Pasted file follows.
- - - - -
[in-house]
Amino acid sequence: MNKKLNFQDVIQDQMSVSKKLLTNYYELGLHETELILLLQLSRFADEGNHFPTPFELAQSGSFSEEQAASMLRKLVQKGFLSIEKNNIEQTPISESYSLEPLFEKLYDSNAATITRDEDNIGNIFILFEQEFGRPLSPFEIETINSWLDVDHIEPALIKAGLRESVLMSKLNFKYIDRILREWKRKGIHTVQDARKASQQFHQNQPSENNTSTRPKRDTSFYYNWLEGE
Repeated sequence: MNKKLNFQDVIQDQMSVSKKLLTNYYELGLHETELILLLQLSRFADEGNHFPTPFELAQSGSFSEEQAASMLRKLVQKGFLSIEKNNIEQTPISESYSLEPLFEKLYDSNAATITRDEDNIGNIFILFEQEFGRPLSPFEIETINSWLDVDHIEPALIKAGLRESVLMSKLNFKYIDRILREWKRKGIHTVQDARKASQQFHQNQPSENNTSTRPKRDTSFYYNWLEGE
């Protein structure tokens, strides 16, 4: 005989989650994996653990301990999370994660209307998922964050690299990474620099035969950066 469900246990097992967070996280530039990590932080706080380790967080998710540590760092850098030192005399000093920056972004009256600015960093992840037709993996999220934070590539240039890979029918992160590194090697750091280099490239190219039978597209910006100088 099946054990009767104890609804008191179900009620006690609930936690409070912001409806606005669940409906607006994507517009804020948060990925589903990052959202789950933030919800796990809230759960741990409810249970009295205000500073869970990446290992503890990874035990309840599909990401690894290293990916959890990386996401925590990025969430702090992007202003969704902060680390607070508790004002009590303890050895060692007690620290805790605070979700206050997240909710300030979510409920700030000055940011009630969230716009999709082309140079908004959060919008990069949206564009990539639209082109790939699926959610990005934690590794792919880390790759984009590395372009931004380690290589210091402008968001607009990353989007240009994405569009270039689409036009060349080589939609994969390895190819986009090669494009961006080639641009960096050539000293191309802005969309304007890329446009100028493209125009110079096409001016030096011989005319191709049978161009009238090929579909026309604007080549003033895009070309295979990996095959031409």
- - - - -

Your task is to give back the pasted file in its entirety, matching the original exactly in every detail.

[in-house]
Amino acid sequence: MNKKLNFQDVIQDQMSVSKKLLTNYYELGLHETELILLLQLSRFADEGNHFPTPFELAQSGSFSEEQAASMLRKLVQKGFLSIEKNNIEQTPISESYSLEPLFEKLYDSNAATITRDEDNIGNIFILFEQEFGRPLSPFEIETINSWLDVDHIEPALIKAGLRESVLMSKLNFKYIDRILREWKRKGIHTVQDARKASQQFHQNQPSENNTSTRPKRDTSFYYNWLEGE
Repeated sequence: MNKKLNFQDVIQDQMSVSKKLLTNYYELGLHETELILLLQLSRFADEGNHFPTPFELAQSGSFSEEQAASMLRKLVQKGFLSIEKNNIEQTPISESYSLEPLFEKLYDSNAATITRDEDNIGNIFILFEQEFGRPLSPFEIETINSWLDVDHIEPALIKAGLRESVLMSKLNFKYIDRILREWKRKGIHTVQDARKASQQFHQNQPSENNTSTRPKRDTSFYYNWLEGE
């Protein structure tokens, strides 16, 4: 005989989650994996653990301990999370994660209307998922964050690299990474620099035969950066 469900246990097992967070996280530039990590932080706080380790967080998710540590760092850098030192005399000093920056972004009256600015960093992840037709993996999220934070590539240039890979029918992160590194090697750091280099490239190219039978597209910006100088 099946054990009767104890609804008191179900009620006690609930936690409070912001409806606005669940409906607006994507517009804020948060990925589903990052959202789950933030919800796990809230759960741990409810249970009295205000500073869970990446290992503890990874035990309840599909990401690894290293990916959890990386996401925590990025969430702090992007202003969704902060680390607070508790004002009590303890050895060692007690620290805790605070979700206050997240909710300030979510409920700030000055940011009630969230716009999709082309140079908004959060919008990069949206564009990539639209082109790939699926959610990005934690590794792919880390790759984009590395372009931004380690290589210091402008968001607009990353989007240009994405569009270039689409036009060349080589939609994969390895190819986009090669494009961006080639641009960096050539000293191309802005969309304007890329446009100028493209125009110079096409001016030096011989005319191709049978161009009238090929579909026309604007080549003033895009070309295979990996095959031409």